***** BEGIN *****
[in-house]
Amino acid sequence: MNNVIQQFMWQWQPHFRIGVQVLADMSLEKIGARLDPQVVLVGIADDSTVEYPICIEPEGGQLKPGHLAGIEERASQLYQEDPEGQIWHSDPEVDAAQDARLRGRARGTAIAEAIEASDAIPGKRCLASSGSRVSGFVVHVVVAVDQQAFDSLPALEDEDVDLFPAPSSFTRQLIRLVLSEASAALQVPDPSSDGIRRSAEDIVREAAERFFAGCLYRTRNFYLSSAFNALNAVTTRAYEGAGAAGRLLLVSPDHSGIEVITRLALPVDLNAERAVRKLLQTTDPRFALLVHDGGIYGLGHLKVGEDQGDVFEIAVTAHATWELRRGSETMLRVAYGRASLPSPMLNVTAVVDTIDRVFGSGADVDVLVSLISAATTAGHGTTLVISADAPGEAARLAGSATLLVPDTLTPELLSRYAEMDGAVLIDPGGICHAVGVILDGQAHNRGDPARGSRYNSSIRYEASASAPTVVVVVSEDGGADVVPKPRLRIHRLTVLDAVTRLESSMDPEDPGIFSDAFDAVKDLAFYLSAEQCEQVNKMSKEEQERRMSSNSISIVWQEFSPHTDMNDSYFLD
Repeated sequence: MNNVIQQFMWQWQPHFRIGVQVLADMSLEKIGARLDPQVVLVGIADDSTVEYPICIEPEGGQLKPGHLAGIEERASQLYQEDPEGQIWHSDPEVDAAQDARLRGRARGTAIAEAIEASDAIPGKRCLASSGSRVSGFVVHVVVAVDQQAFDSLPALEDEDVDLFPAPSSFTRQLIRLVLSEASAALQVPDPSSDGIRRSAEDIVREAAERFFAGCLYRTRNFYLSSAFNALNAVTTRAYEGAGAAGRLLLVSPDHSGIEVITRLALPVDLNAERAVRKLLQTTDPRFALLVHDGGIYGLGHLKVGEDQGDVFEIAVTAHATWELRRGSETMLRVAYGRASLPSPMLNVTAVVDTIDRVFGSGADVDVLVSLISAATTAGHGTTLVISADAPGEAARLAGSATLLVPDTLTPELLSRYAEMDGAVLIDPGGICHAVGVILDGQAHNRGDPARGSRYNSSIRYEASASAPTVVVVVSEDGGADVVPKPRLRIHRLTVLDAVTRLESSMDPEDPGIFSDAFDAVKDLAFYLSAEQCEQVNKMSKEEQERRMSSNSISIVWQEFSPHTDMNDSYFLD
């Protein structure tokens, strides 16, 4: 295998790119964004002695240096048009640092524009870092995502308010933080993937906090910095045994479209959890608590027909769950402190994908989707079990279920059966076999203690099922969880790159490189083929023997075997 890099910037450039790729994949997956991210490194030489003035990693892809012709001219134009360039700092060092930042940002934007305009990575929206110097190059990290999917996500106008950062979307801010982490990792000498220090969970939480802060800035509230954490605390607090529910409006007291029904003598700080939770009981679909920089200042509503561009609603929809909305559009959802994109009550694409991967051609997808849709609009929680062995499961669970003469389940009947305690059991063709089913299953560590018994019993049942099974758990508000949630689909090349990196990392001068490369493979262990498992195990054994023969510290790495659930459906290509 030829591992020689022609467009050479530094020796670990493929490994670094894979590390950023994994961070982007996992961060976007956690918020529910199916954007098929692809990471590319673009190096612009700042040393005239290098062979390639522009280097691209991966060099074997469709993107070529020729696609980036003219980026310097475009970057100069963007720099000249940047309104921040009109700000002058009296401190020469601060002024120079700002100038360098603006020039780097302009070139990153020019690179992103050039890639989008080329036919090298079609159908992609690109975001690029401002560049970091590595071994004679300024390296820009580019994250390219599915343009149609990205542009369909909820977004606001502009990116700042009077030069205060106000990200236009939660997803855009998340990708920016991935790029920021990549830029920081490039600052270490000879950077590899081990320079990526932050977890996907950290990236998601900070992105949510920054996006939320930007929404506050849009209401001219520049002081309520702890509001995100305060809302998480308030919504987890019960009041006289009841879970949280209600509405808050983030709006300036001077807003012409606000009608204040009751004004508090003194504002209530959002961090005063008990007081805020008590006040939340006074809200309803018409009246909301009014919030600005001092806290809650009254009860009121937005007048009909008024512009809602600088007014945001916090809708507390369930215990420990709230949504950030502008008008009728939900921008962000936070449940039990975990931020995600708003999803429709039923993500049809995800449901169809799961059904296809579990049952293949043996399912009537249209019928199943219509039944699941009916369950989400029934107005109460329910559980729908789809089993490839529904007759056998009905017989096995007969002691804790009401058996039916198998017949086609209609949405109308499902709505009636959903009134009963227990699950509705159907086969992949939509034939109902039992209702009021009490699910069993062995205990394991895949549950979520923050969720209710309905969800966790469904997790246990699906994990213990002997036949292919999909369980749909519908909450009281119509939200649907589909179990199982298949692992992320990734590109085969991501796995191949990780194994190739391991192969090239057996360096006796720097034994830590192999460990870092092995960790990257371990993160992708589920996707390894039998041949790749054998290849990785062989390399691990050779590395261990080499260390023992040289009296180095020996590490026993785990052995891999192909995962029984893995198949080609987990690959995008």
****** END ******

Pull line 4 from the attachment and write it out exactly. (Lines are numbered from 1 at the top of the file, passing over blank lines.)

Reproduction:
């Protein structure tokens, strides 16, 4: 295998790119964004002695240096048009640092524009870092995502308010933080993937906090910095045994479209959890608590027909769950402190994908989707079990279920059966076999203690099922969880790159490189083929023997075997 890099910037450039790729994949997956991210490194030489003035990693892809012709001219134009360039700092060092930042940002934007305009990575929206110097190059990290999917996500106008950062979307801010982490990792000498220090969970939480802060800035509230954490605390607090529910409006007291029904003598700080939770009981679909920089200042509503561009609603929809909305559009959802994109009550694409991967051609997808849709609009929680062995499961669970003469389940009947305690059991063709089913299953560590018994019993049942099974758990508000949630689909090349990196990392001068490369493979262990498992195990054994023969510290790495659930459906290509 030829591992020689022609467009050479530094020796670990493929490994670094894979590390950023994994961070982007996992961060976007956690918020529910199916954007098929692809990471590319673009190096612009700042040393005239290098062979390639522009280097691209991966060099074997469709993107070529020729696609980036003219980026310097475009970057100069963007720099000249940047309104921040009109700000002058009296401190020469601060002024120079700002100038360098603006020039780097302009070139990153020019690179992103050039890639989008080329036919090298079609159908992609690109975001690029401002560049970091590595071994004679300024390296820009580019994250390219599915343009149609990205542009369909909820977004606001502009990116700042009077030069205060106000990200236009939660997803855009998340990708920016991935790029920021990549830029920081490039600052270490000879950077590899081990320079990526932050977890996907950290990236998601900070992105949510920054996006939320930007929404506050849009209401001219520049002081309520702890509001995100305060809302998480308030919504987890019960009041006289009841879970949280209600509405808050983030709006300036001077807003012409606000009608204040009751004004508090003194504002209530959002961090005063008990007081805020008590006040939340006074809200309803018409009246909301009014919030600005001092806290809650009254009860009121937005007048009909008024512009809602600088007014945001916090809708507390369930215990420990709230949504950030502008008008009728939900921008962000936070449940039990975990931020995600708003999803429709039923993500049809995800449901169809799961059904296809579990049952293949043996399912009537249209019928199943219509039944699941009916369950989400029934107005109460329910559980729908789809089993490839529904007759056998009905017989096995007969002691804790009401058996039916198998017949086609209609949405109308499902709505009636959903009134009963227990699950509705159907086969992949939509034939109902039992209702009021009490699910069993062995205990394991895949549950979520923050969720209710309905969800966790469904997790246990699906994990213990002997036949292919999909369980749909519908909450009281119509939200649907589909179990199982298949692992992320990734590109085969991501796995191949990780194994190739391991192969090239057996360096006796720097034994830590192999460990870092092995960790990257371990993160992708589920996707390894039998041949790749054998290849990785062989390399691990050779590395261990080499260390023992040289009296180095020996590490026993785990052995891999192909995962029984893995198949080609987990690959995008």